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Chicago offers a variety of ways to get around the city, whether it be by train, bus, taxis, bike rentals, tourist trolleys, and even some water taxi service! Chicago only runs second to New York City in having the largest public transportation system in the United States, so getting around should be the least of your worries during your visit. The city recently adopted the Ventra electronic fare card system, which is something you should consider getting if you're going to be relying on public transit for 2 days or more.

This bike sharing system, Divvy Bike, is new to Chicago and everyone uses it, even the locals. Available 24 hours a day, 7 days a week, you can get a 24-hour pass at any Divvy station for $7 USD and get unlimited 30-minute rides to wherever you want to go (that has a Divvy station). With over a hundred bike stations in the city, including in Andersonville and Lakeview, this is the perfect option for beautiful, leisurely days when you want to run small errands, try different places to eat, or just not feeling like it's a CTA-kind-of day.

You will most definitely hear people refer to "the El" when referencing how you should get somewhere. The Chicago Transit Authority (CTA) has both an underground and an elevated train that operates 24 hours a day, 7 days a week.  The train costs $2.25-2.50 USD and allows you to transfer to another train or bus twice within a two-hour grace period. The "Red Line" is definitely the most populated train, connecting you to a majority of neighborhoods in Chicago, including gayborhoods like Lakeview (Boystown), Andersonville and Rogers Park. Expect massive crowds where you're expected to pack in like sardines during the rush hour times of 7-9am and 4-6pm Monday thru Friday.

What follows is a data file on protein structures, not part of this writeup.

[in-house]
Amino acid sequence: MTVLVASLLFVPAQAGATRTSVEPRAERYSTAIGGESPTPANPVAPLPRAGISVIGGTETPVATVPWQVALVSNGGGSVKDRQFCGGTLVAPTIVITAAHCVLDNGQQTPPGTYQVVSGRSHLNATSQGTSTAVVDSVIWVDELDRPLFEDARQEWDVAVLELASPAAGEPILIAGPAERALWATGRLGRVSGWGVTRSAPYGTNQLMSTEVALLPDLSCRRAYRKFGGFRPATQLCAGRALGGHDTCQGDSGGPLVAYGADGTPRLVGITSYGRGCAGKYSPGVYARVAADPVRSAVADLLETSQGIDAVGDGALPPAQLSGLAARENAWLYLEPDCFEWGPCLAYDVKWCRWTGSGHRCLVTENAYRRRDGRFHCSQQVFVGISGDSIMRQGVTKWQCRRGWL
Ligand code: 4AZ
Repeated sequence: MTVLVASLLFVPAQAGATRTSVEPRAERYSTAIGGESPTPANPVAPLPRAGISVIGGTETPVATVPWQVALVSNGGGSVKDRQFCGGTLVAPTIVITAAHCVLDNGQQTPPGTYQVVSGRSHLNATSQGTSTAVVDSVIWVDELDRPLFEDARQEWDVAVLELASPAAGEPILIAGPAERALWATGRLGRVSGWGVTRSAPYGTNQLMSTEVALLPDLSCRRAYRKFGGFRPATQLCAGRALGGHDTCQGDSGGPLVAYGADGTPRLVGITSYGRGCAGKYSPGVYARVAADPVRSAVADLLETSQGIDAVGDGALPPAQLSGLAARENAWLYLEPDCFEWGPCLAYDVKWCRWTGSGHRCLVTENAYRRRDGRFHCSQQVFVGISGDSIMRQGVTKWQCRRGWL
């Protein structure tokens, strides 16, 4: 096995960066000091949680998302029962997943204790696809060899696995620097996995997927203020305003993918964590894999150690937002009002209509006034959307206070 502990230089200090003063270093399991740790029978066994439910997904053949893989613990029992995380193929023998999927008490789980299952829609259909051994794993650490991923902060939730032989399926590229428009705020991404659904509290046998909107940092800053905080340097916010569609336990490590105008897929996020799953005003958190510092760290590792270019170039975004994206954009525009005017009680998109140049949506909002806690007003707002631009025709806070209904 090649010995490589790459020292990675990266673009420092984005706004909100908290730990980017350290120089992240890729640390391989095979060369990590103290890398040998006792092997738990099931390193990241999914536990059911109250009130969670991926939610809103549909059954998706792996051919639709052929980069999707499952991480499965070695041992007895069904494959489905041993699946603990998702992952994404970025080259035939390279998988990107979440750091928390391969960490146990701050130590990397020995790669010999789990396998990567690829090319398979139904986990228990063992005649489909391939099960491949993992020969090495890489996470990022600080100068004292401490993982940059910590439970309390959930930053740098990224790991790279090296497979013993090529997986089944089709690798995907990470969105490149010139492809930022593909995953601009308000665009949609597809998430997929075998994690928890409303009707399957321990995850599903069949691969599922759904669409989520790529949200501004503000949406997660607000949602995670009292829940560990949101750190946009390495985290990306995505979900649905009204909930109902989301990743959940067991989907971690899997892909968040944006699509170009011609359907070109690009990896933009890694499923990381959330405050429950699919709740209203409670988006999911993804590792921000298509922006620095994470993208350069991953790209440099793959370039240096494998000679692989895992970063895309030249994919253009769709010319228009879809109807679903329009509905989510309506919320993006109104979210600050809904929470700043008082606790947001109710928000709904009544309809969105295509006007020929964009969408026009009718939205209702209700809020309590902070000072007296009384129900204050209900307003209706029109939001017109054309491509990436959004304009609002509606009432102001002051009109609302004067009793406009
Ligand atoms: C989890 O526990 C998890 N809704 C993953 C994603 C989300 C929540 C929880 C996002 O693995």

The CTA also offers a public bus transportation system that includes over 200 bus lines that will take you to literally any Chicago neighborhood you want to visit. Same prices as the train and must be exact change if paying in cash.  

Chicago's current taxi rates start around $3.25 USD for the first 1/9th of a mile, with an additional .20 cents USD every additional 1/9th of a mile. There are a handful of companies to choose from, but most people use Flash Cab or Yellow Cab. Flat rates are offered to and from major airports and should be no more than $40 per person. All taxis should also take credit card, so don't let them give you a hard time about that, although it's usually helpful to confirm before the ride starts to avoid conflict. Being totally honest though, most people (with smartphones) usually use the Uber or Lyft apps.